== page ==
Bitwig and PreSonus’s new open file format enables you to save projects in one DAW and open them in another, but will other developers support it?

(Image credit: Bitwig)

There might be industry-wide plugin formats - VST, AU, etc - but seamless sharing of projects between different DAWs has always been a no-no. That could be about to change, though, thanks to the launch of Bitwig and PreSonus’s new open DAWproject file format.

It’s an idea so good that it really should have been implemented before: create a single format that’s compatible with all DAWs. DAWproject files contain all information related to time, tracks and channels, along with note and automation data. Both audio and MIDI data is supported, and even the state of plugins used can be carried across (providing everyone has the requisite instrument and effects installed, of course).

Bitwig has posted a handy DAWproject FAQ that details the key features of the format and compares it to sharing projects as Standard MIDI Files or AAFs. Unsurprisingly, it’s far more comprehensive and flexible than either of these file types. 

Assuming it works reliably, then, DAWproject could be an extremely elegant solution that could save producers from having to export their projects as audio stems (the traditional way of doing things if you want someone with a different DAW to be able to work on them).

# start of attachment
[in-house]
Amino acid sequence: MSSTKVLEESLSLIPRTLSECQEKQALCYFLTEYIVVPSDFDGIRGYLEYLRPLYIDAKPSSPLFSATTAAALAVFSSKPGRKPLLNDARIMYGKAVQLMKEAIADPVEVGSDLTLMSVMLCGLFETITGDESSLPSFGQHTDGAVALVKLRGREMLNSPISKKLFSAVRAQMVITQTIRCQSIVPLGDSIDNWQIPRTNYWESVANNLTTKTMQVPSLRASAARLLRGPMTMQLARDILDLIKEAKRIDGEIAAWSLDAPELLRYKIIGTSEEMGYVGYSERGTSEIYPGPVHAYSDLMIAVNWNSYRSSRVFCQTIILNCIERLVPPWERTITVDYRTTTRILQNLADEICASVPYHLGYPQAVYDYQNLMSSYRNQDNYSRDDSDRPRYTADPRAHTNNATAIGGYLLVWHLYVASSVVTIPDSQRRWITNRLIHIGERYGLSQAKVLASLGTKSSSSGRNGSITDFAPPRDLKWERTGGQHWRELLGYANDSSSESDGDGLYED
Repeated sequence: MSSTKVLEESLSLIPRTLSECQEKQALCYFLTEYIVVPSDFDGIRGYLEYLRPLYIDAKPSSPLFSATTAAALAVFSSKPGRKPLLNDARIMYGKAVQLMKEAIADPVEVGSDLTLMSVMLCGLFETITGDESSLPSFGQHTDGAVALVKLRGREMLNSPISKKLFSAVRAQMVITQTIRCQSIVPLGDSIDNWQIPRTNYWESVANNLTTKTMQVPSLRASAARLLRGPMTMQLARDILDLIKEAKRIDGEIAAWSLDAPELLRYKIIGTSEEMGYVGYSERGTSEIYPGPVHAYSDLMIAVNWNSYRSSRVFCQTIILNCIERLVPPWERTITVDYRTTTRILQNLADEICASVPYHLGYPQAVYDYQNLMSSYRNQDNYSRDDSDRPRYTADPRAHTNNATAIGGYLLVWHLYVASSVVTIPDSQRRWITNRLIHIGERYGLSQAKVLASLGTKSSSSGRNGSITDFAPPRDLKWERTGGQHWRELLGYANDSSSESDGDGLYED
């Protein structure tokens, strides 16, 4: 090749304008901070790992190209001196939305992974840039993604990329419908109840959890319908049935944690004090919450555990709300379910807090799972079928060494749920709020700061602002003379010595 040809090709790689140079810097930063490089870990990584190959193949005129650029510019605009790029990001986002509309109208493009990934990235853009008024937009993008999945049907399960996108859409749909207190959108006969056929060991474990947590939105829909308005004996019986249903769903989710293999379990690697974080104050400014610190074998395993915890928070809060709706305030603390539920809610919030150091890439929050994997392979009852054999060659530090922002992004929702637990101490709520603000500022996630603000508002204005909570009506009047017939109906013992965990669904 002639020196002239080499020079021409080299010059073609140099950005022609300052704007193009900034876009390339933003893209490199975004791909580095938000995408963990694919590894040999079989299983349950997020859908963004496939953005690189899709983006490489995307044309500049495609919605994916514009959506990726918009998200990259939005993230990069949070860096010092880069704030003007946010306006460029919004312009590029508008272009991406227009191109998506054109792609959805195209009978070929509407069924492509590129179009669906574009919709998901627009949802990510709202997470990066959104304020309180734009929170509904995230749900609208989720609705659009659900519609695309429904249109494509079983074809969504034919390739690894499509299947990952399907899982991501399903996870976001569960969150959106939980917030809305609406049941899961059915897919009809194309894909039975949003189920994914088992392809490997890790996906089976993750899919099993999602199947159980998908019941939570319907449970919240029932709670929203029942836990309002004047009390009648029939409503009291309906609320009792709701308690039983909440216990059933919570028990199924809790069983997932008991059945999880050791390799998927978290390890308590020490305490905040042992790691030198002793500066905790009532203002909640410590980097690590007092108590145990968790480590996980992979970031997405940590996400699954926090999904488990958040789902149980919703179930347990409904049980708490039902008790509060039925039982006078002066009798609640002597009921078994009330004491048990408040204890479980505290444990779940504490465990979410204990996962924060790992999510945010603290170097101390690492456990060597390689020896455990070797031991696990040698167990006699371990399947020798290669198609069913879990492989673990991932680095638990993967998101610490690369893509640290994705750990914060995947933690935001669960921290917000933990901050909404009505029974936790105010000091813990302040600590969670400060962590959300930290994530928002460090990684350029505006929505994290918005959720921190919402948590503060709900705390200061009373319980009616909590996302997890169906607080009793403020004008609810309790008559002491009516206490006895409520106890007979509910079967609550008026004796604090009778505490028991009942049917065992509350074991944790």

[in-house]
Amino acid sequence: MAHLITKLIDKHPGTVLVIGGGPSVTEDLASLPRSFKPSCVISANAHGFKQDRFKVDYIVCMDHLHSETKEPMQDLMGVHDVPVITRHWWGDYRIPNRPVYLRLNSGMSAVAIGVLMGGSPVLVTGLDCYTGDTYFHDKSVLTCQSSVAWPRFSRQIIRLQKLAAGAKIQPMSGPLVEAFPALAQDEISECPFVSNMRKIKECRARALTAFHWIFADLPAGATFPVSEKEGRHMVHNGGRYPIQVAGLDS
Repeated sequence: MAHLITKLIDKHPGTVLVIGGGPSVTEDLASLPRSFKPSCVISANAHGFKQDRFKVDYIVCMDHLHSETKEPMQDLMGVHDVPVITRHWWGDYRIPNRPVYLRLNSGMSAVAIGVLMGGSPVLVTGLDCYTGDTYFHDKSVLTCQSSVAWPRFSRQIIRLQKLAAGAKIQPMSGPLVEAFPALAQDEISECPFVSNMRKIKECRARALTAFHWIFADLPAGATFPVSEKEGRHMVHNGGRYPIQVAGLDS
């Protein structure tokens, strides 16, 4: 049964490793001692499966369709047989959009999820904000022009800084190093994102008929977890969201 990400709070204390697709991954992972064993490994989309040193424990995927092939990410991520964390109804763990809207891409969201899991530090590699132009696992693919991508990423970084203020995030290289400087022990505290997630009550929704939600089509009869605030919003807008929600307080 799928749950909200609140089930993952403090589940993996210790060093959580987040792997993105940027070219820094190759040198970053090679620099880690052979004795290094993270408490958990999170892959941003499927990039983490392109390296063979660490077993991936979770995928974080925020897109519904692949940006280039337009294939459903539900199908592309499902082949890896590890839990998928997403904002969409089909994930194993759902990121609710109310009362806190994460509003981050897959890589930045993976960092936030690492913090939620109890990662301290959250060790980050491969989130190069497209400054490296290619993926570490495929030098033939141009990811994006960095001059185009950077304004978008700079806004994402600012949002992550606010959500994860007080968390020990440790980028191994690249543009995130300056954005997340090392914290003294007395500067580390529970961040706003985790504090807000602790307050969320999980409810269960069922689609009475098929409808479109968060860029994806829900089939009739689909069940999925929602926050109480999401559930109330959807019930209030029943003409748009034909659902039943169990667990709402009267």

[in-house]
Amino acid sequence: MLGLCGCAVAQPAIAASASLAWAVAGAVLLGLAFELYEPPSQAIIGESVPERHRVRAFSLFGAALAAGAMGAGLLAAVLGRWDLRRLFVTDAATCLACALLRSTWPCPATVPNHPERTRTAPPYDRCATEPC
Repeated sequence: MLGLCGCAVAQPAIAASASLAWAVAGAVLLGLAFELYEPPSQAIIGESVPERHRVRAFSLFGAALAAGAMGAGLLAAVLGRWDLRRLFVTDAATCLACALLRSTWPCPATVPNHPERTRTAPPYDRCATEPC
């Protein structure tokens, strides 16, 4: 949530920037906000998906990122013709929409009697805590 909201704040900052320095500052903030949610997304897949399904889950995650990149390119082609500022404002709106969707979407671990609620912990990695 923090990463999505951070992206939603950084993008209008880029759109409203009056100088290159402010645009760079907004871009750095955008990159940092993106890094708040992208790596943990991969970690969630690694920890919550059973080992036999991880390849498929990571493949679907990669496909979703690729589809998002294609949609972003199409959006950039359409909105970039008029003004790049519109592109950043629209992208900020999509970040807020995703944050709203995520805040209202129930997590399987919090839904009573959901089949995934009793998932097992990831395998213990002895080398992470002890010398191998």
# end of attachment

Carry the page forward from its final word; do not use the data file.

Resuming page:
There is a catch, though; as things stand, the only software to support DAWproject is Bitwig Studio 5.09 and PreSonus Studio One 6.5. It’ll only become a standard if other developers choose to implement it in their DAWs, too.

The good news is that they can do this for free - the specs and documentation are available now on GitHub - so the only question is how many of them will pick up the baton.

From a user perspective, industry-wide adoption would be a great thing, but it remains to be seen if that will happen. Bitwig has already had a go at releasing an open plugin standard, CLAP, as an alternative to the likes of VST and AU, but it’s been ignored by the likes of Apple, Ableton and Steinberg up to now.

Here’s hoping that DAWproject fares better - you can find out more on the Bitwig website.

Ben Rogerson

I’m the Deputy Editor of MusicRadar, having worked on the site since its launch in 2007. I previously spent eight years working on our sister magazine, Computer Music. I’ve been playing the piano, gigging in bands and failing to finish tracks at home for more than 30 years, 24 of which I’ve also spent writing about music and the ever-changing technology used to make it. 

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